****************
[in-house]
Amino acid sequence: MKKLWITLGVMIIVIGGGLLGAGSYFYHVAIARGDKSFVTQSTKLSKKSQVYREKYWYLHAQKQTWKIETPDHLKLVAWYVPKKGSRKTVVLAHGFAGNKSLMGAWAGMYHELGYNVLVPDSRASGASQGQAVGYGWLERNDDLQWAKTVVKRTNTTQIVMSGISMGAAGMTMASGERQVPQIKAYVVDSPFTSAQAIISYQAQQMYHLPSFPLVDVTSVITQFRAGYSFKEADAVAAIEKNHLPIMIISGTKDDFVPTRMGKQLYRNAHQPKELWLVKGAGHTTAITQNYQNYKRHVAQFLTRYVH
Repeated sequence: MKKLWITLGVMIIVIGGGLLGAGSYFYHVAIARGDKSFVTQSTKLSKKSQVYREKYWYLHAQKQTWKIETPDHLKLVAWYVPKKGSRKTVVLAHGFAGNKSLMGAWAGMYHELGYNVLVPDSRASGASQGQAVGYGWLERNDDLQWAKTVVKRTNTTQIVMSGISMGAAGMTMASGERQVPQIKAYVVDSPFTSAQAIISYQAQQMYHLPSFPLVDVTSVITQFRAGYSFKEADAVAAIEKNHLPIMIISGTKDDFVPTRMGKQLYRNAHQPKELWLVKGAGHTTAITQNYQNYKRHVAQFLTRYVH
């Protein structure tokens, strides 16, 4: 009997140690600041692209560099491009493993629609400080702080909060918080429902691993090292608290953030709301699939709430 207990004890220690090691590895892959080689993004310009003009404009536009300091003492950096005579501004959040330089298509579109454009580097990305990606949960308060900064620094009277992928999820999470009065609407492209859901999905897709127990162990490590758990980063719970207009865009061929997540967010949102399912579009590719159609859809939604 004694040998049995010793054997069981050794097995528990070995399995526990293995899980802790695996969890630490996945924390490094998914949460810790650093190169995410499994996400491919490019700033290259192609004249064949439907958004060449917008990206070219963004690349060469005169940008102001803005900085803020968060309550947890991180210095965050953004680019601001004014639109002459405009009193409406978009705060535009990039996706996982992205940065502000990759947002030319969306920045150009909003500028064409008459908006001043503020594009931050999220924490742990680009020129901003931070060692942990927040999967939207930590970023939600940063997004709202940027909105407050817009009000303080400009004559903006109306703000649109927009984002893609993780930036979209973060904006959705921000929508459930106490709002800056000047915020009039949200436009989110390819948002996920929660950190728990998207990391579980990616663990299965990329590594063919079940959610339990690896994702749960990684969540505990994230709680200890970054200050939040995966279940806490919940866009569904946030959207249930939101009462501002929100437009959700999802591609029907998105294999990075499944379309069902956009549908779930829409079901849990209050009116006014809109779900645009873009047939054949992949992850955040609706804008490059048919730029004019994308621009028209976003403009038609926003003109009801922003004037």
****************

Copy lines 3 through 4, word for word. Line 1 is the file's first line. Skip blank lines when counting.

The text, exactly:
Repeated sequence: MKKLWITLGVMIIVIGGGLLGAGSYFYHVAIARGDKSFVTQSTKLSKKSQVYREKYWYLHAQKQTWKIETPDHLKLVAWYVPKKGSRKTVVLAHGFAGNKSLMGAWAGMYHELGYNVLVPDSRASGASQGQAVGYGWLERNDDLQWAKTVVKRTNTTQIVMSGISMGAAGMTMASGERQVPQIKAYVVDSPFTSAQAIISYQAQQMYHLPSFPLVDVTSVITQFRAGYSFKEADAVAAIEKNHLPIMIISGTKDDFVPTRMGKQLYRNAHQPKELWLVKGAGHTTAITQNYQNYKRHVAQFLTRYVH
């Protein structure tokens, strides 16, 4: 009997140690600041692209560099491009493993629609400080702080909060918080429902691993090292608290953030709301699939709430 207990004890220690090691590895892959080689993004310009003009404009536009300091003492950096005579501004959040330089298509579109454009580097990305990606949960308060900064620094009277992928999820999470009065609407492209859901999905897709127990162990490590758990980063719970207009865009061929997540967010949102399912579009590719159609859809939604 004694040998049995010793054997069981050794097995528990070995399995526990293995899980802790695996969890630490996945924390490094998914949460810790650093190169995410499994996400491919490019700033290259192609004249064949439907958004060449917008990206070219963004690349060469005169940008102001803005900085803020968060309550947890991180210095965050953004680019601001004014639109002459405009009193409406978009705060535009990039996706996982992205940065502000990759947002030319969306920045150009909003500028064409008459908006001043503020594009931050999220924490742990680009020129901003931070060692942990927040999967939207930590970023939600940063997004709202940027909105407050817009009000303080400009004559903006109306703000649109927009984002893609993780930036979209973060904006959705921000929508459930106490709002800056000047915020009039949200436009989110390819948002996920929660950190728990998207990391579980990616663990299965990329590594063919079940959610339990690896994702749960990684969540505990994230709680200890970054200050939040995966279940806490919940866009569904946030959207249930939101009462501002929100437009959700999802591609029907998105294999990075499944379309069902956009549908779930829409079901849990209050009116006014809109779900645009873009047939054949992949992850955040609706804008490059048919730029004019994308621009028209976003403009038609926003003109009801922003004037």